In 1921, Kolmogorov made the first scientific report to the mathematical circle, which refutes one improvisational statement N. N. Luzin, which he used in a lecture to prove Cauchy's theorem. At the same time Kolmogorov made his first discovery in the field of trigonometric series, and in early 1922 — on descriptive set theory, Luzin invited him to become his disciple — so Kolmogorov joined the ranks of Lusitania.

In June 1922, he was born. Kolmogorov constructed an example of a Fourier series diverging almost everywhere, followed by an example of such a series diverging at each point. These works, which became a complete surprise for specialists, brought the nineteen-year-old student worldwide fame.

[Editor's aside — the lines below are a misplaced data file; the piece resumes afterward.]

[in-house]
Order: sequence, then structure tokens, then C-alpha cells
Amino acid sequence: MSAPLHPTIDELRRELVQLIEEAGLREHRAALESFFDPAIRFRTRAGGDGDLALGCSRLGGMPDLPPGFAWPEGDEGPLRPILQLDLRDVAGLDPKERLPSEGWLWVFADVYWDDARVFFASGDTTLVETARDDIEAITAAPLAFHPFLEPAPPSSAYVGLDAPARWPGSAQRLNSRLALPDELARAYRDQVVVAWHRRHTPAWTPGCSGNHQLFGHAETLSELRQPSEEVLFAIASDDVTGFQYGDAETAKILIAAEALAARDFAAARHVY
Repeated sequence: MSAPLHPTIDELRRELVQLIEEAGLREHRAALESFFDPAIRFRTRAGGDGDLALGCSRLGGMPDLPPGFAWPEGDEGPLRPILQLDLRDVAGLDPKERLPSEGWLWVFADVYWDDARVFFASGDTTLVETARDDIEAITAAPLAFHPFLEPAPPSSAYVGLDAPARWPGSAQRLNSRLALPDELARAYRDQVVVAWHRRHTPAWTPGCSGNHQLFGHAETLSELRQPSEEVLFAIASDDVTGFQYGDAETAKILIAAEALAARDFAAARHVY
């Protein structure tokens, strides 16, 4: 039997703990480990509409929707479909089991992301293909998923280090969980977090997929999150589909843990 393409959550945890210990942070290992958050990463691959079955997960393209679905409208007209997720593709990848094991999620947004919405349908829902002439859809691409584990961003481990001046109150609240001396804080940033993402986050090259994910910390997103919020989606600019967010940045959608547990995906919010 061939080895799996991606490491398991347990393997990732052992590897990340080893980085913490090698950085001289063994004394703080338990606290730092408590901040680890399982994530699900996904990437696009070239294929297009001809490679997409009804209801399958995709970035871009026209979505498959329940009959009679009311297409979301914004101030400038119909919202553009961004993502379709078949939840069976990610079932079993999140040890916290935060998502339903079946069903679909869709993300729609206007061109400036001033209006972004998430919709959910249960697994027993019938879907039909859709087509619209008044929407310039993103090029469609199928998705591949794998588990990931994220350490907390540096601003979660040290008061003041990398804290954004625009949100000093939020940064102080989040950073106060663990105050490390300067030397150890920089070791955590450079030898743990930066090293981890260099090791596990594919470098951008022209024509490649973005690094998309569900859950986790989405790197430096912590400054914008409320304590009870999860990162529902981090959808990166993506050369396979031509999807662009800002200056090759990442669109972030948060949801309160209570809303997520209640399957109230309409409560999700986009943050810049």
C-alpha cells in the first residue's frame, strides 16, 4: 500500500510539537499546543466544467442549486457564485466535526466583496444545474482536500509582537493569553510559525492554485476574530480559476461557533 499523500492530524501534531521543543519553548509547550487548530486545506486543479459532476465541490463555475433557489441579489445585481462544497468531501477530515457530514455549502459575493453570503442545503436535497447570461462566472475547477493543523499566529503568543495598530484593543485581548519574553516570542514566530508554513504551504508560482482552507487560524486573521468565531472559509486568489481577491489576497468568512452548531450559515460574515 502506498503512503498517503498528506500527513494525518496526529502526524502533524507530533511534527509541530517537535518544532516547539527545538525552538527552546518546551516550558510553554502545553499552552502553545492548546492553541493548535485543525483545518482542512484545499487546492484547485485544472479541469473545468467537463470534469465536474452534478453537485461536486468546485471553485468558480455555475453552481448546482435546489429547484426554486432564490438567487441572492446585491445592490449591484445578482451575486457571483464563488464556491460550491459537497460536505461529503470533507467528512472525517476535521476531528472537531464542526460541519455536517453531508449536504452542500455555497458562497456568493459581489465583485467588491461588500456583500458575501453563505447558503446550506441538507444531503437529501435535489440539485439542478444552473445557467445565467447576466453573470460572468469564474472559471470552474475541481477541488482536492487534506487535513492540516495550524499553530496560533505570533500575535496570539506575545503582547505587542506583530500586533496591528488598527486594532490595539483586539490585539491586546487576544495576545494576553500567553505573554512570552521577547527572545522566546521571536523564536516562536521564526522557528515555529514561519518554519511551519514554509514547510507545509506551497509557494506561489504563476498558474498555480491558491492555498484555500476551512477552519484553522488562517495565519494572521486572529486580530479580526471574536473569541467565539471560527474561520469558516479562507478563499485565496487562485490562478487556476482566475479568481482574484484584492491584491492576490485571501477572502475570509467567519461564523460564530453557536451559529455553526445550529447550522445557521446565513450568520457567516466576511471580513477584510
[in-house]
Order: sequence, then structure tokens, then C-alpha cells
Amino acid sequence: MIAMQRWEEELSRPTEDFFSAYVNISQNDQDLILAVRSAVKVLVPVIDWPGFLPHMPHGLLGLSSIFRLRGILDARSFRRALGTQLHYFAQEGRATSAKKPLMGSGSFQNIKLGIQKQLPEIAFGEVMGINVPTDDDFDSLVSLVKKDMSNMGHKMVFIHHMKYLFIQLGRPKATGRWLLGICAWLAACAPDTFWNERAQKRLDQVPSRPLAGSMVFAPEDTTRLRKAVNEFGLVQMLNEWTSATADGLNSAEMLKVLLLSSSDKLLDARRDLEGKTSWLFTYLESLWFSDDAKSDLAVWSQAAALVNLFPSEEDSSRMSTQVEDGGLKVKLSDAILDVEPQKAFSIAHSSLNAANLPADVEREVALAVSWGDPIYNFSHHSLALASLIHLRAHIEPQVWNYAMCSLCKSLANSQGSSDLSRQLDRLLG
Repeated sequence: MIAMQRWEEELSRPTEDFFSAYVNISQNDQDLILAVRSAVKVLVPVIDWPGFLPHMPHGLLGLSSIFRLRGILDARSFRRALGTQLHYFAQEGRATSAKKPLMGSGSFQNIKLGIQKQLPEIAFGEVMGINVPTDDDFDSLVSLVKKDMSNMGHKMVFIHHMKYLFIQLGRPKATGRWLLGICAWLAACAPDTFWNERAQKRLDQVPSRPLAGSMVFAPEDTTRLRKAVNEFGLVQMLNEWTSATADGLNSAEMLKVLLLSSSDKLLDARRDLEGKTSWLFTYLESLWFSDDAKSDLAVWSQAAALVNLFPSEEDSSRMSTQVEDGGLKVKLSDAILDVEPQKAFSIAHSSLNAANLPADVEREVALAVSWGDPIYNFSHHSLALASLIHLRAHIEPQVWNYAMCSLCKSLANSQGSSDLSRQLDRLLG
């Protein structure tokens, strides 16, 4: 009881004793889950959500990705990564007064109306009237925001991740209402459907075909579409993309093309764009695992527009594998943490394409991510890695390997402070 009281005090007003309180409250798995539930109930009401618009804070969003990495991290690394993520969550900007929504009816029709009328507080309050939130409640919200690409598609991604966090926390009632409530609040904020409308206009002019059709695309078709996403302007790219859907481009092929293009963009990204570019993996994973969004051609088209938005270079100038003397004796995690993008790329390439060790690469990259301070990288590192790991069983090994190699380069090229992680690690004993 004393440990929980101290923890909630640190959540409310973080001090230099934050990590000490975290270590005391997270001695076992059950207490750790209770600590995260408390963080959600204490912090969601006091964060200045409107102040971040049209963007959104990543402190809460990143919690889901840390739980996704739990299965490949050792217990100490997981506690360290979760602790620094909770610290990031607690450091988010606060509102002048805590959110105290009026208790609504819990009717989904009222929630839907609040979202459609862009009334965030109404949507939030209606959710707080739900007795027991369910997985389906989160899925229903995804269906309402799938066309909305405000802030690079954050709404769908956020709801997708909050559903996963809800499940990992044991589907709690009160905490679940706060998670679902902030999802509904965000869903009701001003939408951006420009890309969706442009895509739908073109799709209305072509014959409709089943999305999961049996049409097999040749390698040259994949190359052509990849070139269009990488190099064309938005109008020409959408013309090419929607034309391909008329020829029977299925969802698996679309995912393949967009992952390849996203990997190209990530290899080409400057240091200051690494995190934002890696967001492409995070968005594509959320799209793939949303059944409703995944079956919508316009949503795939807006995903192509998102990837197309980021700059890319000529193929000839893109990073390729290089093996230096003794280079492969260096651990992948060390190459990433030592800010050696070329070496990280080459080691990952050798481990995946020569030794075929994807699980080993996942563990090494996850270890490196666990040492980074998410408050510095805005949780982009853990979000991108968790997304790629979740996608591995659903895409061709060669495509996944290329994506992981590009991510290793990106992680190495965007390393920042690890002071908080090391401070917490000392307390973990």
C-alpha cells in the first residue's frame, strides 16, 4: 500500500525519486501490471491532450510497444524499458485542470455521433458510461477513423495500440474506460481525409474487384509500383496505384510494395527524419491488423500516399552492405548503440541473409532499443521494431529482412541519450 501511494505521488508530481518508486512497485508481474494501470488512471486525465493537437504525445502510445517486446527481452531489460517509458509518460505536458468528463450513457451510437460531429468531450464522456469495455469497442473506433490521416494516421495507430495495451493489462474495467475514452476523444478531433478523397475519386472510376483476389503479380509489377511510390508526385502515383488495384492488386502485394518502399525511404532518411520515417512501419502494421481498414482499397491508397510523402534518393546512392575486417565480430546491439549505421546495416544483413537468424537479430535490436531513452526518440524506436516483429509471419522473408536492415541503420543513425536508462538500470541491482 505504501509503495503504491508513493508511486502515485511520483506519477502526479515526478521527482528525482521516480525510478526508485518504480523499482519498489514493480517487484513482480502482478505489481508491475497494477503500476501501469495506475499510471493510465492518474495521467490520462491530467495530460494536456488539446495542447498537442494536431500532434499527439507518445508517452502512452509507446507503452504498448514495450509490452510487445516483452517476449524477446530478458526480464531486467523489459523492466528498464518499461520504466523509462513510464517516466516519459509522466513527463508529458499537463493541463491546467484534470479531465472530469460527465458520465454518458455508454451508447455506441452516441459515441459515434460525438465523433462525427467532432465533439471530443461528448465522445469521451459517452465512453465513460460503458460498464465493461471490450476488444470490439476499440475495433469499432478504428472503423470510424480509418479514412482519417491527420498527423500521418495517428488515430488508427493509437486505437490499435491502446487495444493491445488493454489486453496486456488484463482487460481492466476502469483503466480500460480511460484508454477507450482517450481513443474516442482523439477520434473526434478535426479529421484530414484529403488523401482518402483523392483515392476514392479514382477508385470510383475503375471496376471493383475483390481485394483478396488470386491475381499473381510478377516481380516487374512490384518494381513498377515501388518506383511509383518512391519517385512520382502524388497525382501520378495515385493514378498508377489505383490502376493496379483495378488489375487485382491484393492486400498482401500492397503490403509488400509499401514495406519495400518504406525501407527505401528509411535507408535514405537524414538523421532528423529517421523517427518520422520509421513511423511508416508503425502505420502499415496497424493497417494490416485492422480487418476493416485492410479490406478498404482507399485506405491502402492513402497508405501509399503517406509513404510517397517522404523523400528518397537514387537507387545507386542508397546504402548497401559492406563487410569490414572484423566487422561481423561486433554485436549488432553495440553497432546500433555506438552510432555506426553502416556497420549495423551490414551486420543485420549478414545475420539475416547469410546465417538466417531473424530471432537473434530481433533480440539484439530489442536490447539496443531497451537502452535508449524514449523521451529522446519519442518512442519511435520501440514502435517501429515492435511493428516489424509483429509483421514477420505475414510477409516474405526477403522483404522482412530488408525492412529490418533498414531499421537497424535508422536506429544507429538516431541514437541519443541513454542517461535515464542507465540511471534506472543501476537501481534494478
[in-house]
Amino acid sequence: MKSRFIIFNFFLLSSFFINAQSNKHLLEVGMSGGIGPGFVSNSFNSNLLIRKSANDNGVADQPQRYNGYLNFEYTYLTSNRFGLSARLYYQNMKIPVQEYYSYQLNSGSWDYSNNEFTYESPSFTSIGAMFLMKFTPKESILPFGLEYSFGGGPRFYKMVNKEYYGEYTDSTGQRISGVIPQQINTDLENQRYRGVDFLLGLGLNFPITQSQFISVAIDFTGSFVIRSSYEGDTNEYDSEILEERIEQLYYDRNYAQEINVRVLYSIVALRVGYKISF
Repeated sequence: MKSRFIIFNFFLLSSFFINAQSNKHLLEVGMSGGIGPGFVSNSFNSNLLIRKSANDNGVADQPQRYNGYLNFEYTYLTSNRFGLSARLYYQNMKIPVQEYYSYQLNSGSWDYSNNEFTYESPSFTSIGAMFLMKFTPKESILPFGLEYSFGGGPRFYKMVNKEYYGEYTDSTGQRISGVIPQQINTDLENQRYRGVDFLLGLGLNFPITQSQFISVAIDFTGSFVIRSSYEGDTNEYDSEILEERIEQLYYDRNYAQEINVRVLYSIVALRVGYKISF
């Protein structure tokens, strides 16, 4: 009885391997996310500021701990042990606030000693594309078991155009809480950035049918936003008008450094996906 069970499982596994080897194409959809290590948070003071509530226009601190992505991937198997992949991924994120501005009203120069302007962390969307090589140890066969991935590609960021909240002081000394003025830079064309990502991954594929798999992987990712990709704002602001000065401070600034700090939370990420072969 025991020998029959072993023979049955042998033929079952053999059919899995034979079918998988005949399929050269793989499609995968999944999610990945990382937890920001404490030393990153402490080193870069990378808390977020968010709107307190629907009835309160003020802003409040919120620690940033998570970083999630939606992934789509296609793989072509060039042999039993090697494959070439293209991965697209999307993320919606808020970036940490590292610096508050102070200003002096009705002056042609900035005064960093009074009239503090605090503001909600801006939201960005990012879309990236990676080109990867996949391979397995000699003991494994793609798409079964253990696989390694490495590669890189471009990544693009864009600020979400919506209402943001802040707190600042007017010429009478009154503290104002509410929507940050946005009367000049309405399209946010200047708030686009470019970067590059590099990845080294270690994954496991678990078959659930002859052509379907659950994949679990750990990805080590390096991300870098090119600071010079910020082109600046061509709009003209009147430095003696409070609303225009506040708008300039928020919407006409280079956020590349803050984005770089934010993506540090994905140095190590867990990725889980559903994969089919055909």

Discussed in the mid-twenties everywhere, including in Moscow, the issues of the foundations of mathematical analysis and closely related research on mathematical logic attracted the attention of Kolmogorov almost at the beginning of his work. He took part in the discussions between the two main opposing methodological schools — formal axiomatic (D. Hilbert) and intuitionist (L. E. J. Brauer and G. Weil). Thus he received absolutely unexpected first-class result, having proved that all formulas of arithmetic deduced by rules of classical formal logic at a certain interpretation turn into deducable formulas of intuitionistic logic-his well-known work "about the principle of tertium non datur" is dated 1925th year. Kolmogorov preserved his deep interest in the philosophy of mathematics forever.